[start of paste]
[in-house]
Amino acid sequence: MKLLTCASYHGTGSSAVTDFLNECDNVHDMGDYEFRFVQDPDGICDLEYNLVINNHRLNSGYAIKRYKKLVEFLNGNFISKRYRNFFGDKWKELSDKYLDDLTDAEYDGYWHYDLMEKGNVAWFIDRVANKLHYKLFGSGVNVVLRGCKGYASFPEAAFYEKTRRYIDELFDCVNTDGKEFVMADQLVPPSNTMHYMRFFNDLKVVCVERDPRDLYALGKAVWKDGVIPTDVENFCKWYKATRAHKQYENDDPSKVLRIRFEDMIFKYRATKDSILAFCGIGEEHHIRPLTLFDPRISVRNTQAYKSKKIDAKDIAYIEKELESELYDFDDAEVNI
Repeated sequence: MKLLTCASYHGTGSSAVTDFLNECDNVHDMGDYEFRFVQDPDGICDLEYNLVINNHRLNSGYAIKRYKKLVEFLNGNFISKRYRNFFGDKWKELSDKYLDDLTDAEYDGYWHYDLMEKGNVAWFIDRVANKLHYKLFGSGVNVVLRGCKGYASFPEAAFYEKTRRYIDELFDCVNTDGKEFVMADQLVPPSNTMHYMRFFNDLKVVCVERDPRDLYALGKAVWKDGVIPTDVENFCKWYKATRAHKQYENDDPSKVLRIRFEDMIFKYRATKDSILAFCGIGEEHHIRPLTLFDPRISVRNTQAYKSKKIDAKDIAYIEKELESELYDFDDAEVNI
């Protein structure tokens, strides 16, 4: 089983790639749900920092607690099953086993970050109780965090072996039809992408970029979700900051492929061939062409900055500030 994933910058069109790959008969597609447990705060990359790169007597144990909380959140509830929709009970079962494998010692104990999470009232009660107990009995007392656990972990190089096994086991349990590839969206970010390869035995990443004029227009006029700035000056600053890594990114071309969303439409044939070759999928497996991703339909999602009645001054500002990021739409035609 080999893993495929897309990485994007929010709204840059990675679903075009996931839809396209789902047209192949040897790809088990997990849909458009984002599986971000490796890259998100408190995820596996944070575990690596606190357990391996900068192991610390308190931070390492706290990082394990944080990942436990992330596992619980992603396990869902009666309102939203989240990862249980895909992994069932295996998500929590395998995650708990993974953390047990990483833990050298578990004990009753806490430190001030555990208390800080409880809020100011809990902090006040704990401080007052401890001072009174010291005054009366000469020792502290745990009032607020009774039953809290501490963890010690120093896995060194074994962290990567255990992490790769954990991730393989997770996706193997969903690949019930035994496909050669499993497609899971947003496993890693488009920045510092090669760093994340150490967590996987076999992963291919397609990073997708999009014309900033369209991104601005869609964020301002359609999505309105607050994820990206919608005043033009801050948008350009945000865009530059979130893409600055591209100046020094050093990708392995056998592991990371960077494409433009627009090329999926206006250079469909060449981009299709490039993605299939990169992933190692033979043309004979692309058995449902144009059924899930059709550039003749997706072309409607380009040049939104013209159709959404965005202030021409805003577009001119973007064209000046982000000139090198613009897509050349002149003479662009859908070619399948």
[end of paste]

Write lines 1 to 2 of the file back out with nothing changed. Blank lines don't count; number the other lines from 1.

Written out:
[in-house]
Amino acid sequence: MKLLTCASYHGTGSSAVTDFLNECDNVHDMGDYEFRFVQDPDGICDLEYNLVINNHRLNSGYAIKRYKKLVEFLNGNFISKRYRNFFGDKWKELSDKYLDDLTDAEYDGYWHYDLMEKGNVAWFIDRVANKLHYKLFGSGVNVVLRGCKGYASFPEAAFYEKTRRYIDELFDCVNTDGKEFVMADQLVPPSNTMHYMRFFNDLKVVCVERDPRDLYALGKAVWKDGVIPTDVENFCKWYKATRAHKQYENDDPSKVLRIRFEDMIFKYRATKDSILAFCGIGEEHHIRPLTLFDPRISVRNTQAYKSKKIDAKDIAYIEKELESELYDFDDAEVNI